Los Angeles Times | 01May2009 | Michael Muskal
Demjanjuk may be deported, U.S.
appeals court rules
The family of John
Demjanjuk, 89, who is accused of being a Nazi death camp guard, says it
will appeal the ruling. The U.S. will continue to seek his removal to
Germany to face charges.
A federal appeals court has rejected arguments that John Demjanjuk, a
retired Ohio autoworker accused of being a guard in a Nazi death camp,
be spared from being deported to Germany to face charges of being an
accessory to murder during World War II.
In a decision posted today on its website, the 6th U.S. Circuit Court
of Appeals in Cincinnati rejected a stay of deportation for Demjanjuk.
His family announced that they will seek to appeal the ruling, which
clears the way for the 89-year-old to be deported.
In Germany, Demjanjuk faces charges that he served as a guard in a
Nazi-run camp in occupied Poland in 1943. Demjanjuk, who has been
fighting deportation for decades, has maintained he was a Ukrainian
taken by the Nazis as a prisoner of war.
On April 14,2009 immigration officers carried Demjanjuk in his
wheelchair out of his suburban Cleveland home to take him to a jet
bound for Germany. But the deportation was blocked by the appeals court
while it considered Demjanjuk's argument that he was too sick to be
forced out of the United States.
Demjanjuk has said he suffers severe back and leg pain as well as
"Based on the medical information before the court and the government's
representations about the conditions under which it will transport the
petitioner, which include an aircraft equipped as a medical air
ambulance and attendance by medical personnel, the court cannot find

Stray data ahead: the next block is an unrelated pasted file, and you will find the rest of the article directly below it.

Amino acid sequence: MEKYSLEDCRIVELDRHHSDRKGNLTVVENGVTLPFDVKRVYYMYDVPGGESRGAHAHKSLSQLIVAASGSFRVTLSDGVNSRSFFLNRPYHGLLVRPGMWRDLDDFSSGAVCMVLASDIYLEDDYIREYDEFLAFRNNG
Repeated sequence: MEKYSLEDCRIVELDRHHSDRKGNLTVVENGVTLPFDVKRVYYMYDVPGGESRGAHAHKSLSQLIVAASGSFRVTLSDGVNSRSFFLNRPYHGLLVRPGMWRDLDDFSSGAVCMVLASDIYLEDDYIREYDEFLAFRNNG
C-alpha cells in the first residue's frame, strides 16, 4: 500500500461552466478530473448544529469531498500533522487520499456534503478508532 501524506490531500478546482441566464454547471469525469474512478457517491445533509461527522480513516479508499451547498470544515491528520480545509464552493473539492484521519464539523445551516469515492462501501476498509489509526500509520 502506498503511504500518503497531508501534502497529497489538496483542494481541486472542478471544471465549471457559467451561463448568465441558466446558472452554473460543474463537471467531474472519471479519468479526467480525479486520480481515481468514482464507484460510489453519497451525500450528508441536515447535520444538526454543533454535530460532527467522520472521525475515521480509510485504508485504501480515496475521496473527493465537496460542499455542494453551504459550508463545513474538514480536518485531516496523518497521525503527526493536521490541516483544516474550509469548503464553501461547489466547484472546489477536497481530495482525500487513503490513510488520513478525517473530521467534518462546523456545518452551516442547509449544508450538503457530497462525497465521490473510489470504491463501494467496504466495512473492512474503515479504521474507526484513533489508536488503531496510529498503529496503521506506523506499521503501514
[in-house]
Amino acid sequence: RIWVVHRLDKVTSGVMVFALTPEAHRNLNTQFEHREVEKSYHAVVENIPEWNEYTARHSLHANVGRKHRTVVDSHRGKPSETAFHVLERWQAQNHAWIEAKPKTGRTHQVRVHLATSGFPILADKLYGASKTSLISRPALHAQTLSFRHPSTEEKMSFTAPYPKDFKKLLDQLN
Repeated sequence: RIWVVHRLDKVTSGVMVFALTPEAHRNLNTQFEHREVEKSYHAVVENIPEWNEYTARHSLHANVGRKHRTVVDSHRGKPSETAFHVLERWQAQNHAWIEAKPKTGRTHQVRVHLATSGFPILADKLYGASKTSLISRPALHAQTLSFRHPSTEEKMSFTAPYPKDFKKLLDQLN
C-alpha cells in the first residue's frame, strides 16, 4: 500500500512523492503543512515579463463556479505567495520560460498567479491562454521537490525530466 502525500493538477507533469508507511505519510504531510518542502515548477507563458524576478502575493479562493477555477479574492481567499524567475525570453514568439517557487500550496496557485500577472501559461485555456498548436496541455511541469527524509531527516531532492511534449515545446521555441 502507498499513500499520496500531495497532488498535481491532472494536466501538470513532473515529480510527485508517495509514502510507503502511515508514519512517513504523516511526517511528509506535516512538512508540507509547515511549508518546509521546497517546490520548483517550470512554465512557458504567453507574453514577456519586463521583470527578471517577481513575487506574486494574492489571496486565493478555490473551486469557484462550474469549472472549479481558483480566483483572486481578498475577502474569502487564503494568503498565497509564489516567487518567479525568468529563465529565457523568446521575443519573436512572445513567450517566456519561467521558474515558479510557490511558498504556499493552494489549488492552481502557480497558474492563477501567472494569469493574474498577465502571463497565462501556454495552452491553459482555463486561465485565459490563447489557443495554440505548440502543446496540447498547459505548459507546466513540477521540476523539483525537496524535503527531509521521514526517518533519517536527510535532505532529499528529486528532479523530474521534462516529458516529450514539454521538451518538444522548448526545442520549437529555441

that the petitioner's removal to Germany is likely to cause irreparable
harm sufficient to warrant a stay of removal," the appeals court said
in its ruling.
The U.S. government will continue to seek the removal of Demjanjuk to
Germany, though there was no indication when that would happen.
Demjanjuk arrived in the United States in 1951. He was deported to
Israel, where he was tried as the Nazi guard "Ivan the Terrible" who
served at Treblinka. He was convicted in 1988, but Israel's highest
court later overturned the conviction.
note that Muskal does not mention that the Sixth Circuit Court of
Appeals under Judge Gilbert Merritt ruled that the OSI was guilty of
"prosecutorial misconduct constituting fraud on the court" in obtaining
the 1981 denaturalization and the 1986 extradition of John Demjanjuk to
He returned to Cleveland and his U.S. citizenship was restored in 1998.
But a U.S. court convicted him in 2002 of working at other Nazi camps.
He was again stripped of citizenship, and U.S. officials moved to
deport him to face German charges including accessory to murder for
allegedly assisting in the deaths of 29,000 Jews at the Sobibor camp.